Showing posts with label Sybil. Show all posts
Showing posts with label Sybil. Show all posts

Wednesday, February 20, 2013

What's the Message of Downton Abbey's Third Season Deaths? SPOILERS


Please note the giveaway for IMMORTAL EVER AFTER by Lynsay Sands has been postponed until tomorrow.

Highclere Castle
Highclere Castle (Downton Abbey) (Photo credit: Wikipedia)
What did we learn from the two deaths in Downton Abbey's third season; or what was the show's creative team trying to convey?

First,  the youngest daughter, Lady Sybil's died from Pre-Eclampsia post-childbirth, and last night Matthew Crawley, the heir to the estate and husband of the eldest daughter, Lady Mary, died driving home. I had heard about this before the start of the season here in the US so I kept expecting it.  Then after Lady Sybil died I thought perhaps I had been fooled.

Lady Sybil's  death, according to the Washington Post:

Nobody knows what caused preeclampsia in the early 1920s or causes it now. It appears to be an out-of-control state of inflammation. There is some evidence it may be a reaction against “paternal factors.” That, in turn, has led to the idea of the “dangerous father” as the cause of the condition. Sybil’s husband and the father of their daughter is Tom Branson, the former Grantham chauffeur and Irish revolutionary who can’t go home. For purposes of drama, it was a fitting way for her to die.

There was another message, too. Beware the “VIP syndrome.” Among Sir Philip’s mistakes was his apparent desire not to discomfit the Grantham family by sending Sybil to the hospital. However, doctors who treat you differently because you are a very important person can be dangerous to your health.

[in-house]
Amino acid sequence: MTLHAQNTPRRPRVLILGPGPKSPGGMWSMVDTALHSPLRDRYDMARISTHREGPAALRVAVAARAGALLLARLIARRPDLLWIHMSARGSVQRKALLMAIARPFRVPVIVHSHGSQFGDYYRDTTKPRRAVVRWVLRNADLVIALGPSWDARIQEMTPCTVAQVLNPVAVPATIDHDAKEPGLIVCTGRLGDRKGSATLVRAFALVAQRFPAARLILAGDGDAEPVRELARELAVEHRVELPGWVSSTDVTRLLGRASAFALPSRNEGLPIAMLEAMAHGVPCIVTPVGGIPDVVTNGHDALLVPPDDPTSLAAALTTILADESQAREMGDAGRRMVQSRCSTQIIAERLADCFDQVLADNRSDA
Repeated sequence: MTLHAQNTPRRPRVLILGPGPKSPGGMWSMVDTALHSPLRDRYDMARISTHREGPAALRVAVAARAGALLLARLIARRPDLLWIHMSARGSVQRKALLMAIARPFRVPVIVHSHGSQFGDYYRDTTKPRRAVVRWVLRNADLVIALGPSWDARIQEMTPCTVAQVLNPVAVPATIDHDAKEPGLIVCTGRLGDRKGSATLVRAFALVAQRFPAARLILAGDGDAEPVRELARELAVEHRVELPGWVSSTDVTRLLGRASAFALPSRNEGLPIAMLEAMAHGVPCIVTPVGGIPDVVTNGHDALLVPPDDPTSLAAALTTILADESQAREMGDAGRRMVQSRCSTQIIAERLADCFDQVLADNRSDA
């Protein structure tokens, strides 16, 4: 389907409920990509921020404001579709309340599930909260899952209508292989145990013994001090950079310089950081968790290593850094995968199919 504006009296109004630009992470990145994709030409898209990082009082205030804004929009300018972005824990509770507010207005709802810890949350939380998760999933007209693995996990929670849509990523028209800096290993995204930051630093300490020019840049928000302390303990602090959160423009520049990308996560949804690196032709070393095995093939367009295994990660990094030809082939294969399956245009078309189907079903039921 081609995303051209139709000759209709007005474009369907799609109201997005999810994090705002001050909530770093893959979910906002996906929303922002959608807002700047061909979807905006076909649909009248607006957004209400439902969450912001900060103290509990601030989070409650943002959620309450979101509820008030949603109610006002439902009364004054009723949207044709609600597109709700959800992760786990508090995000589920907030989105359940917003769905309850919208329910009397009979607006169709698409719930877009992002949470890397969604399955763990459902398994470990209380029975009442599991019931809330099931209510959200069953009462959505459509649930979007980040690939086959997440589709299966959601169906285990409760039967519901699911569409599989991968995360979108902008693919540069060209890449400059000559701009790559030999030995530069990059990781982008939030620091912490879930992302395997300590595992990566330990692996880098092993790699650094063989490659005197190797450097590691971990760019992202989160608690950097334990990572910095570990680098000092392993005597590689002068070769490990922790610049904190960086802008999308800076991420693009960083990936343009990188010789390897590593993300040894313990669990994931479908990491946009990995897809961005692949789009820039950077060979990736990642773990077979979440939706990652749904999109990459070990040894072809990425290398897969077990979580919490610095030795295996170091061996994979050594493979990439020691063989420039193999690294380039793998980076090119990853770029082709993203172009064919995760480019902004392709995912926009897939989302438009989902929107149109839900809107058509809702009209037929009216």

This death was unexpected except with the realization that the youngest daughter had moved away and was suddenly back under difficult circumstances. In TV Land this is the equivalent of a red shirt on Star Trek Away Team.  Or at least it is a sign that contract negotiations did not go well, the actor had a better offer  or was difficult. I can not say anything about whether the actress who played Lady Sybil no longer wanted the role.

The LA Times' Meredith Blake points to  it being a message about changes to the role of the aristocracy and that of women in the early years of the last century:  "Yet it’s undeniable that the plight of women has taken center stage this season, and it’s difficult to look at Sybil’s death as anything but an indictment of Lord Grantham’s worldview." (,0,5324711.story)  This makes sense, especially considering the young married couple's politics. And, certainly, it brings up the dangers, even in the 20th century, of childbirth.

My mother has a saying, "Don't laugh before midnight, you'll cry after." And, thinking that way it shouts, "Don't get too happy!" When you get too happy, you tempt fate and the gods will not forgive humans being too happy in the moment. Or, I guess you could say it feels Calvinist; the pride that goeth before the proverbial fall.

Well, unless the gods in question are studio executives.  Happiness doesn't garner high ratings. Strife pulls in the audience and usually brings them back for more. You can couch it in some sort of message, but the truth is happy is boring in TV drama.  If Matthew hadn't died he would have returned to the abbey and things would be going smoothly.  Yawn.